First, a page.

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Texas disaster declaration expanded to 88 counties


(The Center Square) – Residents of southeast Texas are still grappling with flooding that has brought devastation to communities, forced schools to close, and led to mandatory and voluntary evacuations.

Gov. Greg Abbott expanded the state’s disaster declaration on Friday to now include 88 counties covering at-risk areas for severe weather and flooding.

“As flooding conditions and severe weather continue in multiple regions across Texas, I expanded the disaster declaration to add 59 counties to ensure Texans and their communities receive the assistance and support they need to stay safe,” Abbott said. “For Texans in at-risk areas, it is important to remain weather-aware, follow the guidance of state and local officials, and avoid traveling in dangerous flood conditions. The State of Texas continues working with emergency management and local officials to deploy any additional resources needed to provide ongoing support and protect our fellow Texans.”

According to the National Weather Service, all areas of the state face increased risks of severe thunderstorms, bringing excessive rainfall that is expected to lead to flash flooding. The NWS is forecasting extreme river flooding for Central and East Texas river basins.

Severe weather is expected to impact major river basins, it says, through next week, indicating that river flooding threats will persist. The governor’s office explained that historic releases from lake and reservoir operators will contribute to major flooding for downstream rivers and tributaries. Those living below reservoirs and along river systems “are encouraged to heed warnings of local emergency management officials.”

Severe weather threats also include large hail, damaging wind, and possible tornadoes.

State responders assisted with multiple high-water rescues in Central and Southeast Texas throughout Thursday night as thunderstorms, torrential downpours and power outages hit many areas of southeast Texas. State transportation and law enforcement personnel are assisting with road closures and sandbagging efforts. Impacted school districts are reporting altered schedules after many closed earlier in the week.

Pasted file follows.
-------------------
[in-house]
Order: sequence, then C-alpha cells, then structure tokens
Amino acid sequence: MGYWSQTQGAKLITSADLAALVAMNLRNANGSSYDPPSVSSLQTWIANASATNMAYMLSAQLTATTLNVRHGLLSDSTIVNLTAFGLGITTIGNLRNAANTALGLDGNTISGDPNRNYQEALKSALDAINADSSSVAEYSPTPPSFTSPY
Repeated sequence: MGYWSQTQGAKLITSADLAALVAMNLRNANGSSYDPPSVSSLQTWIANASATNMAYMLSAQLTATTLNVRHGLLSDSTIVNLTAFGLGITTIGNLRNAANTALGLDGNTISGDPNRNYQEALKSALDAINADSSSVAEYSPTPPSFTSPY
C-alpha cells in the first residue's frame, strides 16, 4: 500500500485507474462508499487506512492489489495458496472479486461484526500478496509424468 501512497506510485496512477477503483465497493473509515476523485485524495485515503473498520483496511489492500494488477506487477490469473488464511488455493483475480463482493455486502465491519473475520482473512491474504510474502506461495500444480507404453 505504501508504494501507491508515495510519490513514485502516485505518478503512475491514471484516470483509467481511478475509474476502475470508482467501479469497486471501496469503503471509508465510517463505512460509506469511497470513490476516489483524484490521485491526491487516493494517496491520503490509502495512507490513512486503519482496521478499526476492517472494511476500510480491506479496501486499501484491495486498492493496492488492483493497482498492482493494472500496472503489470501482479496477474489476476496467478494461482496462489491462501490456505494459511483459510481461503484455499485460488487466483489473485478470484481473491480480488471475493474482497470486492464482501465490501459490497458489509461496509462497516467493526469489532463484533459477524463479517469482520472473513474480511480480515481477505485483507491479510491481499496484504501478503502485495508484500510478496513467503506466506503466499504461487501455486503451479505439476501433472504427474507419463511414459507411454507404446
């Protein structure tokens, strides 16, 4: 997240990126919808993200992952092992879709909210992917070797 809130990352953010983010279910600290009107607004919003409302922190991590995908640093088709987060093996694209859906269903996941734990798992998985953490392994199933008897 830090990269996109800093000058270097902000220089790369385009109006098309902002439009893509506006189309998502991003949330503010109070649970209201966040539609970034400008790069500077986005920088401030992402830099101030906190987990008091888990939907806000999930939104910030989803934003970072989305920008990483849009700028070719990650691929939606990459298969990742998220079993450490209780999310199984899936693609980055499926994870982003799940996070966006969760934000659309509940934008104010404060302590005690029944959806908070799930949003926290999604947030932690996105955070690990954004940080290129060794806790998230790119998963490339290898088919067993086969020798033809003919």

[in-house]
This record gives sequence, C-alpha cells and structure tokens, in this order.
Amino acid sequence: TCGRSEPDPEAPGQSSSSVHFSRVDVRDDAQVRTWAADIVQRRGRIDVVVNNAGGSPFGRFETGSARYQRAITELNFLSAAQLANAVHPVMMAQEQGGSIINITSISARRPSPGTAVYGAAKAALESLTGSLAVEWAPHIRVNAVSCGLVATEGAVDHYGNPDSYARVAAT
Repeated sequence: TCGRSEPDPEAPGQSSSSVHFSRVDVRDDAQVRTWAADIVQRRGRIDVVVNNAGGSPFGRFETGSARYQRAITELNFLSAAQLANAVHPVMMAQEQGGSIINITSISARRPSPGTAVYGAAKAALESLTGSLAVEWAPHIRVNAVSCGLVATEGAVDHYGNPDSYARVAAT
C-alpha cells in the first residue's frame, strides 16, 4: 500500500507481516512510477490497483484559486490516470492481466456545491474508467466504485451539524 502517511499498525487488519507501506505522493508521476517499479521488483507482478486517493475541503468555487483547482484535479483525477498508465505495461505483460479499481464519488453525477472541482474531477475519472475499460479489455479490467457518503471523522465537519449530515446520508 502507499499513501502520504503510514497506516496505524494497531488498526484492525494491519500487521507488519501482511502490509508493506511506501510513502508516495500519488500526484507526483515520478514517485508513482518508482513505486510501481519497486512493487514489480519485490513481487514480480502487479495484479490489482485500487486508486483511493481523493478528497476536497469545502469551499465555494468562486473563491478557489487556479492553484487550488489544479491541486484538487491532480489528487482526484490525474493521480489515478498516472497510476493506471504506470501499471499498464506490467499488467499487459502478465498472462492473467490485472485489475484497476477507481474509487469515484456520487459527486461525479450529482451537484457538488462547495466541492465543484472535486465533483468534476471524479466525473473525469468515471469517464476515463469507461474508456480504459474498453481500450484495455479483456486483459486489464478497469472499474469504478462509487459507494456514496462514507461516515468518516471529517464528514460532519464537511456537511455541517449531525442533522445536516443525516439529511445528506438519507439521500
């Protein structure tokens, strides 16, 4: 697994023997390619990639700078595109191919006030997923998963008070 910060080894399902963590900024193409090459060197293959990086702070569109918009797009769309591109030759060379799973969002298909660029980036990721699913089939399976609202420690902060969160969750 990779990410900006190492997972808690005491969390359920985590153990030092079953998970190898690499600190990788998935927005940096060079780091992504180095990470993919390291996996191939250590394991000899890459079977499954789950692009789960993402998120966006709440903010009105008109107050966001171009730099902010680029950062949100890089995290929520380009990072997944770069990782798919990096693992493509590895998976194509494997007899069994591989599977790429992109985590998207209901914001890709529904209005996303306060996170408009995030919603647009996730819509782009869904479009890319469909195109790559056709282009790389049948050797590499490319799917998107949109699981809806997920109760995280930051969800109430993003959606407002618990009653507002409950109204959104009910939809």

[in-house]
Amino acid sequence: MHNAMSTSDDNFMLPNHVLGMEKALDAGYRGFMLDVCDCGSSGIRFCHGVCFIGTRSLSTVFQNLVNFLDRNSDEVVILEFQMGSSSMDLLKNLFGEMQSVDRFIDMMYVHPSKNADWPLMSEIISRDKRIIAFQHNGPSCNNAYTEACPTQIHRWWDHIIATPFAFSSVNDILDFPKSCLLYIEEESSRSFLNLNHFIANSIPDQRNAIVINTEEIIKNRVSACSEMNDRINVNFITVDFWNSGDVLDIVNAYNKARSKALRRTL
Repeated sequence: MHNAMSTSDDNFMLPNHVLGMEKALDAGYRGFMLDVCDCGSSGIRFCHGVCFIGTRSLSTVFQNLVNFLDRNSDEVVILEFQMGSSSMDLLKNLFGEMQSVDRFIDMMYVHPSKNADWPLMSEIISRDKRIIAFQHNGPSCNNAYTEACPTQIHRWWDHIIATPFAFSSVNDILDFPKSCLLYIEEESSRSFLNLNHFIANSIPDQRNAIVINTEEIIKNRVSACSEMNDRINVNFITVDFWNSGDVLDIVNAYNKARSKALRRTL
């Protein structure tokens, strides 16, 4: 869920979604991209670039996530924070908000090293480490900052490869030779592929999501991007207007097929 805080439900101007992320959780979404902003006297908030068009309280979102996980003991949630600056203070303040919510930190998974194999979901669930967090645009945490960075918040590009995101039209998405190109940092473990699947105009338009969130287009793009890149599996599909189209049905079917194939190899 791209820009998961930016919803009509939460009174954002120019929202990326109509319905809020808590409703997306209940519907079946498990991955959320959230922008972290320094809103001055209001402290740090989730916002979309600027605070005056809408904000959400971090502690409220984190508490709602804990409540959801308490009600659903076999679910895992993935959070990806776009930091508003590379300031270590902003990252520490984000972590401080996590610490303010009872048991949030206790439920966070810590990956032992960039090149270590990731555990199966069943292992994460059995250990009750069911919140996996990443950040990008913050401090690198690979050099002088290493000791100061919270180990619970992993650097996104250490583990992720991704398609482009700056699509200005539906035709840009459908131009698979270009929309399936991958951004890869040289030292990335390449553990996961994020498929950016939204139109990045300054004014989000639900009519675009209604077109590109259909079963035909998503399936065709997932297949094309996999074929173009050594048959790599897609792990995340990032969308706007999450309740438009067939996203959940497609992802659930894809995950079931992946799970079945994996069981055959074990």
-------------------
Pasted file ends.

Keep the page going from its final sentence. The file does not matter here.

Texans are urged to monitor local forecasts, make an emergency plan, and follow instructions of emergency response officials, the governor’s office said. Emergency management personnel are reminding Texans: “Never drive or walk through flooded roads, and do not drive around barricaded roadways. Remember: Turn Around, Don’t Drown.”

Video footage of areas of southeast Texas from Livingston, to Shepherd, to New Caney show water levels reaching or surpassing the roofs of homes, entire highways and roads wiped out, and some residents trapped in vehicles.

NEW VIDEO: Flooding in Livingston, Texas.— The Weather Channel (@weatherchannel) May 2, 2024

On Friday, Florida’s Chief Financial Officer and Fire Marshal, Jimmy Patronis, said several agencies were providing assistance to Texas. Florida was “deploying 43 Urban Search and Rescue Task Force members, a team with water capabilities that will be pivotal in saving those trapped by intense flooding in Texas. They’ll go door-to-door throughout the impacted region to ensure that residents are rescued or unharmed.”

Florida and Texas often provide reciprocal assistance during hurricane season. “After Hurricane Ian struck Southwest Florida, Texas was there to aid Florida’s first responders in recovery efforts … Now, Florida is proud to provide assistance,” he said.

Harris County Judge Lina Hidalgo said at a press briefing on Friday, “This threat is ongoing and it is not your typical river flooding. This is much worse. It’s a catastrophic event, and we all need to take the urgent and necessary steps to respond accordingly.”

Harris County Sheriff Ed Gonzalez said his deputies rescued 11 adults and 9 children from one mandatory evacuation area. By 4 p.m., they’d rescued 39 people and 13 animals.

The San Jacinto River Authority reported that more than 20 inches of rain fell north of Lake Conroe over the last week. The lake measured 204 feet, reaching its third-highest level ever, KHOU 11 News reported.

Houston Mayor John Whitmire on Friday told Kingwood residents to evacuate. “Do not wait until it’s too late or you will endanger our first responders,” he said.

State Rep. Charles Cunningham, whose district includes Kingwood, said the area received roughly four months’ worth of rain in one week, making comparisons to the disaster caused by Hurricane Harvey flooding in 2017.

Nearly 8,000 Entergy Texas customers are without power who were impacted by severe thunderstorms in southeast Texas; CenterPoint has restored power to more than 96,000.

Roughly 150 miles west of Fort Worth in central Texas, large tornadoes created a path of destruction. In the small town of Hawley, a tornado swept through, destroying at least 30 homes.

One family appears to have been rescued by a storm chaser, KWTX News reported. Their 7-year-old son was sucked up by the tornado, flew 25 feet into the air and landed on top of insulation, miraculously surviving.

“We are glad we are alive,” his mother told KWTX. “It is an absolute miracle. It was strong enough that we shouldn’t have been able to walk away.”